Why Death Stranding affected me more deeply than any other game I've ever played.
*MAJOR spoilers for Death Stranding follow.*
After clocking over 60 hours in Death Stranding, I can comfortably say that I had almost no fun playing any of it.
I can also say that, after nearly three decades of gaming, Death Stranding was one of the greatest, most revelatory video game experiences I've ever had. No, those two points are not contradictory. Allow me to explain.
A Game That Defies Its Medium
Movie buffs don't seek out The Deer Hunter because they expect to have fun watching it. Literary enthusiasts don't keep the Russian classics alive because they're amusing reads. Anime fans don't continually analyze Neon Genesis Evangelion because it's an enjoyable series. With every other artistic medium, audiences understand that while some works are meant to be fun, others are meant to be intellectually or emotionally challenging. But with video games, perhaps due to the interactive nature of the medium, fun still prevails as the loftiest goal in most people's minds—myself (usually) included.
When I think back on my favorite games over the past few years, Mario Odyssey stands out as one of the highlights. Odyssey is rich in creative level design, novel mechanics, and innovative gameplay that pays homage to everything gamers love about the Mario franchise while constantly keeping the experience fresh. Playing Odyssey makes you feel like a child who was just handed an overflowing toy box and given permission to go wild. I played it to 100% completion with a big, dumb grin on my face the entire time (with the exception of the jump rope minigame...damn you jump rope minigame). Of course, there's hardly any narrative beyond "Rescue Princess Peach!" but a Mario game would only get bogged down by anything else. The entire goal is to have fun playing. In a sense, Death Stranding is the polar opposite of Mario Odyssey.
But Death Stranding never presents itself as a traditional video game. Created by Metal Gear Solid auteur Hideo Kojima as his first release after breaking up with his career-long publisher, Konami, even the marketing for the game centered entirely around the bizarre, star-studded cinematics and inherent mystery surrounding its visuals. Featuring Norman Reedus and Mads Mikkelsen, alongside supporting performances by Guillermo Del Toro, Léa Seydoux, and Margaret Qualley, Death Stranding exists in a bizarre subspace between movie, video game, and something else entirely.
A Game That's Not Fun to Play
Set in a post-apocalyptic America, the plot of Death Stranding follows Norman Reedus' Sam Porter Bridges, a porter with aphenphosmphobia (a fear of being touched, both physically and emotionally) who carries packages for a government organization called Bridges led by his mother, President Bridget Strand. With humanity all but wiped out, civilization hinges on a few remote waystations, bunkers, and prepper outposts. Bridges tasks Sam with connecting all of these stations to the "chiral network"—a supernatural, high-tech Internet of sorts—meaning that Sam must travel across America on foot, delivering supplies and convincing preppers to share their information with the government. As any fan of Kojima's work already knows, the plot gets mind-numbingly complicated, but that's the basic premise.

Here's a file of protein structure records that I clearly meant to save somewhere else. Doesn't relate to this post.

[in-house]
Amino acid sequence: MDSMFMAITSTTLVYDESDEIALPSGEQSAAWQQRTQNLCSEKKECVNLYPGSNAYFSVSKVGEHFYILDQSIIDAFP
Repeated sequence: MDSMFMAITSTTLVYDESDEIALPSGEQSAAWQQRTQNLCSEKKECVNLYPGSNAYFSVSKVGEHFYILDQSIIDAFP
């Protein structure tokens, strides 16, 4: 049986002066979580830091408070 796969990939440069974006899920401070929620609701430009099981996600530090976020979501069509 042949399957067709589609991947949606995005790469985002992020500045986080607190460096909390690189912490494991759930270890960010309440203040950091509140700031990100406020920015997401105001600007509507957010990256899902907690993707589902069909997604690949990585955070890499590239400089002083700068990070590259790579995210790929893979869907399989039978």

The core gameplay of Death Stranding is walking across vast stretches of barren, oftentimes gorgeous terrain, packages in tow. As Sam Porter Bridges, every rock and bump on the ground is a fresh obstacle to stumble over, with the threat of hard, cargo-damaging falls hanging over your every step. Your shoes and equipment degrade as you trek across the wasteland. You constantly check the weather to avoid "Timefall"—contaminated rain that speeds up aging for anything it touches. Power-ups come in the form of more advanced equipment that allows you to carry more weight or cling to hillsides a little bit easier, but none of it ever changes the careful, difficult manner in which you're forced to move throughout the world whilst lugging heavy packages. If that sounds grueling and tedious, well, it is.
There are enemies, too, in the form of MULEs and BTs. MULEs are other porters who have lost their minds and now troll around encampments in the wilderness waiting to steal packages from any porter unfortunate enough to enter their territory. BTs, on the other hand, are supernatural ghost-like creatures which loiter in the air, waiting for you to get close so they can pull you into otherworldly pits of black tar (wherein giant BT animals attempt to kill you and, more pressingly, ruin your packages). You're given weapons to deal with both of these threats if necessary, but no matter how much you upgrade your bullets, the battles are long, fraught, and stressful. Avoidance is always the easier approach.
Then there's Lou, your BB, or bridge baby, which is essentially a baby in a pod who can sense BTs. The narrative presents BBs as a tool, not to be mixed up with real, living babies, but that doesn't stop Sam (and by proxy, you) from forming a genuine connection with Lou as the only two sentient beings traveling together for miles and miles. Lou coos when you run quickly or escape a tense scenario and blows heart-shaped bubbles to show affection. Lou is also an ever-present consideration during gameplay. If Lou gets too stressed, then he'll enter a comatose state called autotoxemia, and anytime you take a tumble or get hurt, Lou will start crying, which echoes loudly from your controller. To soothe him, you need to manually detach his pod from your suit and gently rock the controller back and forth.